The mall in Shanghai is not representative of all shopping experiences in China, and the questionnaire and its use of imagery and descriptions lack clarity and precision needed for more extrapolative results. The study however does underscore the role of ethicacy as a key determinant in defining if a person is going to purchase a counterfeit product or not.
Analysis of Counterfeit Luxury Goods Online:
An Investigation of Consumer Perceptions
One of the most rapidly expanding selling channels for counterfeit products are websites and e-commerce sites. On the Internet a counterfeiter can be up and running within a day or less, selling counterfeit items globally using PayPal and other well-known payment processing systems to manage transactions. This area of counterfeit luxury products selling is the subject of the study Counterfeit Luxury Goods Online: An Investigation of Consumer Perceptions (Radon, 2012). The methodology is loosely defined as those customers who have purchased from known jewelry and watch counterfeit sites and have provided customer success stories in the past. The researchers reasoned that those who had participated in a transaction and had a positive experience (as evidenced by the endorsement) would be more likely to respond to their questionnaire. An online survey was created to determine the trade-offs that counterfeit purchasers had made in the purchasing process. The recruitment efforts netted out 47 total respondents, 40% who whom were men and 60% being women. The respondent's ages were between 18 and 45 (Radon, 2012).
The study found that the most important factors that those who knowingly purchased counterfeit products where more concerted with conscious value and price and the implied prestige of the given item. The researchers also found that those who are most likely to purchase counterfeit products are also the most price-sensitive and seek out inelastic, commodity like pricing deals which clearly communicate the lack of value being purchased (Radon, 2012). It's as if the respondents are attempting to buy the brand as a badge of prestige with little care if the actual product will last and deliver functional value or not.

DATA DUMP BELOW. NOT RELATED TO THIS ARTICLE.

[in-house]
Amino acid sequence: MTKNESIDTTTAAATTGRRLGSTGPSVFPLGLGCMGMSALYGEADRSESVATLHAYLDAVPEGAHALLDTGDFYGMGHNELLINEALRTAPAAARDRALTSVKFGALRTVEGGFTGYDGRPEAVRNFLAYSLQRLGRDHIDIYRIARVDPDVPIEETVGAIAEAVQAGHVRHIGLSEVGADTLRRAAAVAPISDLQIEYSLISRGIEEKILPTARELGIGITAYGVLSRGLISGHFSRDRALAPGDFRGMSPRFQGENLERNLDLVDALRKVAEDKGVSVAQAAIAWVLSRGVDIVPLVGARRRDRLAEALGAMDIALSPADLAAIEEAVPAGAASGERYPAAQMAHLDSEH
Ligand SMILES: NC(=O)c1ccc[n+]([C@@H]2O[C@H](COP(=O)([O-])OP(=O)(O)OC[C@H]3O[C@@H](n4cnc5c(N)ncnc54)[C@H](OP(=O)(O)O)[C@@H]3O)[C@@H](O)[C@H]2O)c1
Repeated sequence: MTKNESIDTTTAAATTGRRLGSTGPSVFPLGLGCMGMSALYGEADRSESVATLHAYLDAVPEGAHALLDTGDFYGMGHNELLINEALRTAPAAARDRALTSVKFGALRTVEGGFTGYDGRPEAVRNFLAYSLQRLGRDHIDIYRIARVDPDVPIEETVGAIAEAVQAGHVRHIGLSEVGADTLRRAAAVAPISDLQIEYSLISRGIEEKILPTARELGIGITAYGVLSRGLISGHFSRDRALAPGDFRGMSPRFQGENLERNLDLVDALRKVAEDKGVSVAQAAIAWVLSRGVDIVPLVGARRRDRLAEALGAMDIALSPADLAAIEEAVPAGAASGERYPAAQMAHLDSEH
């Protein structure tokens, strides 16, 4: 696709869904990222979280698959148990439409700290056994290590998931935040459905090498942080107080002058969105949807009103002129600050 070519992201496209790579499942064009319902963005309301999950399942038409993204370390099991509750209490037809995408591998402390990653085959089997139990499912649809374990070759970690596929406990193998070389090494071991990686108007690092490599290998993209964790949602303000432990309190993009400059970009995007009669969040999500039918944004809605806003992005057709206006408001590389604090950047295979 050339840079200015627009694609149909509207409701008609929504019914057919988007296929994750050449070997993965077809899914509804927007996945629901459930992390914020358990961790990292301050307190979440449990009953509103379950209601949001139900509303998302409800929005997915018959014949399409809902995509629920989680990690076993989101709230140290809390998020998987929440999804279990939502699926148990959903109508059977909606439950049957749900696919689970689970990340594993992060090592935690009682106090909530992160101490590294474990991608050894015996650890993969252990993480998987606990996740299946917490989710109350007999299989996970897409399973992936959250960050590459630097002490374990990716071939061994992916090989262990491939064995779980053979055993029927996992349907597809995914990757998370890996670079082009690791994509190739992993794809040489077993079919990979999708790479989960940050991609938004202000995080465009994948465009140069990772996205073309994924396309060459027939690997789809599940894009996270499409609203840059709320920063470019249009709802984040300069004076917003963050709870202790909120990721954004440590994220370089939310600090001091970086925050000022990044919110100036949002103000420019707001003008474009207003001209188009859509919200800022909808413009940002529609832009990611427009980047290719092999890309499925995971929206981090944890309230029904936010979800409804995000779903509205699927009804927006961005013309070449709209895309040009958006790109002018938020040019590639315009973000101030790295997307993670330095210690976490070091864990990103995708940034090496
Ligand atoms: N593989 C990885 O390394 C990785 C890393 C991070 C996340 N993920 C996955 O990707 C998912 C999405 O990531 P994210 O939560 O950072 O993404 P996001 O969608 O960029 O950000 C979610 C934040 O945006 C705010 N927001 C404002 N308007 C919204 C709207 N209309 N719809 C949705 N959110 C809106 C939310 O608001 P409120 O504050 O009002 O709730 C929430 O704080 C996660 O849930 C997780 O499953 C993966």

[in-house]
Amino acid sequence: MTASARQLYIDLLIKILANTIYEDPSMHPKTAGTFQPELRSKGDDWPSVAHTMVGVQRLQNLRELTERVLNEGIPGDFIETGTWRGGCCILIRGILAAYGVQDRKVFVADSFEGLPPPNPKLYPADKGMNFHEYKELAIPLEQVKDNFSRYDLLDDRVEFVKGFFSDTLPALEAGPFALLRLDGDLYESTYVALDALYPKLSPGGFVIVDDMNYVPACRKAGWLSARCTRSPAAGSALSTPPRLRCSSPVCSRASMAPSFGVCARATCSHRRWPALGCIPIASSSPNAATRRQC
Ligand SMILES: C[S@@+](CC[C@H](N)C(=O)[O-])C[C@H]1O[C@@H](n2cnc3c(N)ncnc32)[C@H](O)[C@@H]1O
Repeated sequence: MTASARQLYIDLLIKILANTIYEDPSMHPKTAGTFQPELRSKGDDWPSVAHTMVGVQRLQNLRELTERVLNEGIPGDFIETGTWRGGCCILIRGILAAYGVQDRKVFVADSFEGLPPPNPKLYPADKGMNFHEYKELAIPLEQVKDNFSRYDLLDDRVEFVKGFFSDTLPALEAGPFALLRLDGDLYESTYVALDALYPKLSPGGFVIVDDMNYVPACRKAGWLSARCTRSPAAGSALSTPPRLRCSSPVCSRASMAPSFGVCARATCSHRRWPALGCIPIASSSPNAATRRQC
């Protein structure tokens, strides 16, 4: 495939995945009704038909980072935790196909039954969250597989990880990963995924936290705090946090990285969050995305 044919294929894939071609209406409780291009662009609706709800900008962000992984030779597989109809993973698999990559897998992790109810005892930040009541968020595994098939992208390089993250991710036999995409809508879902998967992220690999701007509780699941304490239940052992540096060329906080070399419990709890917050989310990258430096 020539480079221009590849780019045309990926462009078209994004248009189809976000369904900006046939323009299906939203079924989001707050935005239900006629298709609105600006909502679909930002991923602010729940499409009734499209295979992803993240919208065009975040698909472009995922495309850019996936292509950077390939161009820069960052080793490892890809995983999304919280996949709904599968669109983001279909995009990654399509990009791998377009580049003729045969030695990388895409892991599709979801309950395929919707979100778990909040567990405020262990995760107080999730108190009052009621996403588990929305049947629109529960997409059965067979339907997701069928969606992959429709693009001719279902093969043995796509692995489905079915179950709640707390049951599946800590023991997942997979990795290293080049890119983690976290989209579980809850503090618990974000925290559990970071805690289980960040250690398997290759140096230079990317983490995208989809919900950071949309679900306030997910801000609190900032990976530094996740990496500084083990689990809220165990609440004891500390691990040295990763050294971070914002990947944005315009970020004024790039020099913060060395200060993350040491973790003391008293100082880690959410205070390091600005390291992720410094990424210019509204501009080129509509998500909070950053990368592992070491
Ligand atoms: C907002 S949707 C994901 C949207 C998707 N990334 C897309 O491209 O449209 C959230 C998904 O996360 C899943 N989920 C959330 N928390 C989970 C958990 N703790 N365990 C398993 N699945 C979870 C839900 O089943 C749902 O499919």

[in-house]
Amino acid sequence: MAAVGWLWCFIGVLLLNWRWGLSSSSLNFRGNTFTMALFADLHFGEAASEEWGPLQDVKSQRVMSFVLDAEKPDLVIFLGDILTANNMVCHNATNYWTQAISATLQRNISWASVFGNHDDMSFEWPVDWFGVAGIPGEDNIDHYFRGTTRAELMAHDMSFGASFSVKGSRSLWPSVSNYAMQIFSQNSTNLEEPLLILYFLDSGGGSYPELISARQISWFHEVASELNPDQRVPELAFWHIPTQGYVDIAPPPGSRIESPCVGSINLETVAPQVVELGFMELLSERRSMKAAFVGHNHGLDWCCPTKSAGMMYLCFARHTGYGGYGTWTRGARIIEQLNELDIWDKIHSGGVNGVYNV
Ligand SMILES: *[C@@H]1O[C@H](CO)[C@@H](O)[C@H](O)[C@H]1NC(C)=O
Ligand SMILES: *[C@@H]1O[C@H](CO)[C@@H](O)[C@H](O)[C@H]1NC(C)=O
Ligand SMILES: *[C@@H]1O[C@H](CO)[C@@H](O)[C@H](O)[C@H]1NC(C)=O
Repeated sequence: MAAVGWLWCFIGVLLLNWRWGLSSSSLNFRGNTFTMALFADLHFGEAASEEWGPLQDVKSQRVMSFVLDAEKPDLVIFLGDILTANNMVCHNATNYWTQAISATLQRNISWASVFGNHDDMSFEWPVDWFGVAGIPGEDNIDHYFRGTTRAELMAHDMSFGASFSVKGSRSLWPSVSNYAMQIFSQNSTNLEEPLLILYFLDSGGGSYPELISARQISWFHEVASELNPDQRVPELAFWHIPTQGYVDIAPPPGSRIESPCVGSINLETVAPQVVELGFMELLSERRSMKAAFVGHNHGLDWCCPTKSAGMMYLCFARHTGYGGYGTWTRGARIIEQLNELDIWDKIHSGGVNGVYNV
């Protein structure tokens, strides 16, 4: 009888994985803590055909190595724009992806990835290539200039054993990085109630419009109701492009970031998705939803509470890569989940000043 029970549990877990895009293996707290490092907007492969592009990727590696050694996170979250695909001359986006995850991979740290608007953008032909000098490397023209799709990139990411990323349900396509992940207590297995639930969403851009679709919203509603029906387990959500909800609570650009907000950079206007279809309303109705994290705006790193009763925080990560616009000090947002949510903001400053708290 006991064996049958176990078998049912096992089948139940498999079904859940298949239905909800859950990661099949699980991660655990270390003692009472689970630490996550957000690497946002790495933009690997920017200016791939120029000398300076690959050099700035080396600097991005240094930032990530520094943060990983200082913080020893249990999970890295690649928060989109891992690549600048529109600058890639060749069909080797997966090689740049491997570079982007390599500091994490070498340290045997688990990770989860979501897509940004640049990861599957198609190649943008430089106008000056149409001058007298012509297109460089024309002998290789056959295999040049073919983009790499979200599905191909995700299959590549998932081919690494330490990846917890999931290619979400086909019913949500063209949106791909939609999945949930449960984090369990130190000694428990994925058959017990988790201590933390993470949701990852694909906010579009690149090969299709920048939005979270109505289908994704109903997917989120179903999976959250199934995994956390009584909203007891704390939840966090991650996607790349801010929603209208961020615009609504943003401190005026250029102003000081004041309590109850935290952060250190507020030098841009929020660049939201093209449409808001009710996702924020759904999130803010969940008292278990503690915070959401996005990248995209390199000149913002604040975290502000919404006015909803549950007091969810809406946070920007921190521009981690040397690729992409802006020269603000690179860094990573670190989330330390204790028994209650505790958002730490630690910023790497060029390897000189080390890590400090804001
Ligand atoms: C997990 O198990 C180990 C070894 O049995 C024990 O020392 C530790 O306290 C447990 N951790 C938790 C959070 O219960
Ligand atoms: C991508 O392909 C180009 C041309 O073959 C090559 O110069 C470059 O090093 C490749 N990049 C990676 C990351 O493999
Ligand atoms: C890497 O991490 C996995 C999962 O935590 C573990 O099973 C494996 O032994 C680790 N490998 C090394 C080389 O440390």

The purchase of counterfeit products is becoming more pervasive as globalization extends the reach of brands globally. When Nike is even more recognizable as a brand image compared to some nation's flags, it's apparent that brands have tremendous power to influence the values of large masses of people. The motivations for purchasing counterfeit products have been analyzed in this analysis. Not surprisingly, the less ethical foundation a person ahs the more they are likely to engage in purchasing counterfeit products and attempting to pass them off as real. The greater the ethicacy of a person and their value set, the less likely they are to purchase a counterfeit product. Of the four studies analyzed, the most likely demographic group to regularly purchase counterfeit products are male students below 20 years of age with incomes well below $20K a year (AUD). This is admittedly a finding only in Australia, yet it does show a finding that pervades all studies which is the consistent finding that women are significantly more ethical than men (Kozar, Marcketti, 2011). Another surprising finding is that Chinese consumers are more concerned about being found out when they purchase counterfeit products that the status they convey (Phau, Teah, 2009).
The following are recommendations for luxury brands to protect themselves against counterfeiting globally:
1. Concentrate on the inherent value of the brand and seek ot create strong peer communities of customers who appreciate the craftsmanship and quality of materials. This would have been very effective against the purchasing of counterfeit products that had been quickly produced to take advantage of a very small window of opportunity to sell them (Phau, Sequeira, Dix, 2009).
2. Create unique, differentiating features that show a high level of ethicacy in the production process, further differentiating the original products from counterfeits. This will be a cue to those who have borderline to higher level of ethicacy to choose to reject the cheaper, often shoddily-produced product (Phau, Teah, 2009).
3. Create product strategies that bring the same quality and brand of the flagship product lines into an affordability range for a broader market, as Armani has done with Armani Exchange as done for example (Phau, Teah, 2009)
4. Create online validation and verification programs for all the luxury products in a product line, protecting the brand online (Radon, 2012). This could be accomplished through highly specific imagery of a given watch, accessory or product that cannot be duplicated online and has a validation symbol within it. This approach to safeguarding the brand online is essential for stopping pirating that can occur online with a day.
Kozar, J.M., & Marcketti, S.B. (2011). Examining ethics and materialism with purchase of counterfeits. Social Responsibility Journal, 7(3), 393-404.
Ian Phau, Marishka Sequeira, Steve Dix, (2009) "To buy or not to buy…